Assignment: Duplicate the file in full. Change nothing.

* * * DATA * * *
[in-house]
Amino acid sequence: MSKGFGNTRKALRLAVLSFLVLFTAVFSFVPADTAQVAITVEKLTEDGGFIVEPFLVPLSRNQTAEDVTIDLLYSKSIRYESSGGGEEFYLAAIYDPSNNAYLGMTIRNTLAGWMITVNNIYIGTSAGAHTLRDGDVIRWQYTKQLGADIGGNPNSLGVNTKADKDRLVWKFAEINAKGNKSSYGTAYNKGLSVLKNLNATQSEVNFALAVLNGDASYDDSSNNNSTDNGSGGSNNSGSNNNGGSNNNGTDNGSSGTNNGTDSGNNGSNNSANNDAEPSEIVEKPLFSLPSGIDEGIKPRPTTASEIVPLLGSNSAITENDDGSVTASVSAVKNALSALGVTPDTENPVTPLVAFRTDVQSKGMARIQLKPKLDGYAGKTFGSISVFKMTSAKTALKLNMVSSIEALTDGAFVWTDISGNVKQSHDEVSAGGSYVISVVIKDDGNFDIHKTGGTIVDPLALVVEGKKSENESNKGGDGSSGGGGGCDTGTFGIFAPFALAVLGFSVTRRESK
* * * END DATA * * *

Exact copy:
[in-house]
Amino acid sequence: MSKGFGNTRKALRLAVLSFLVLFTAVFSFVPADTAQVAITVEKLTEDGGFIVEPFLVPLSRNQTAEDVTIDLLYSKSIRYESSGGGEEFYLAAIYDPSNNAYLGMTIRNTLAGWMITVNNIYIGTSAGAHTLRDGDVIRWQYTKQLGADIGGNPNSLGVNTKADKDRLVWKFAEINAKGNKSSYGTAYNKGLSVLKNLNATQSEVNFALAVLNGDASYDDSSNNNSTDNGSGGSNNSGSNNNGGSNNNGTDNGSSGTNNGTDSGNNGSNNSANNDAEPSEIVEKPLFSLPSGIDEGIKPRPTTASEIVPLLGSNSAITENDDGSVTASVSAVKNALSALGVTPDTENPVTPLVAFRTDVQSKGMARIQLKPKLDGYAGKTFGSISVFKMTSAKTALKLNMVSSIEALTDGAFVWTDISGNVKQSHDEVSAGGSYVISVVIKDDGNFDIHKTGGTIVDPLALVVEGKKSENESNKGGDGSSGGGGGCDTGTFGIFAPFALAVLGFSVTRRESK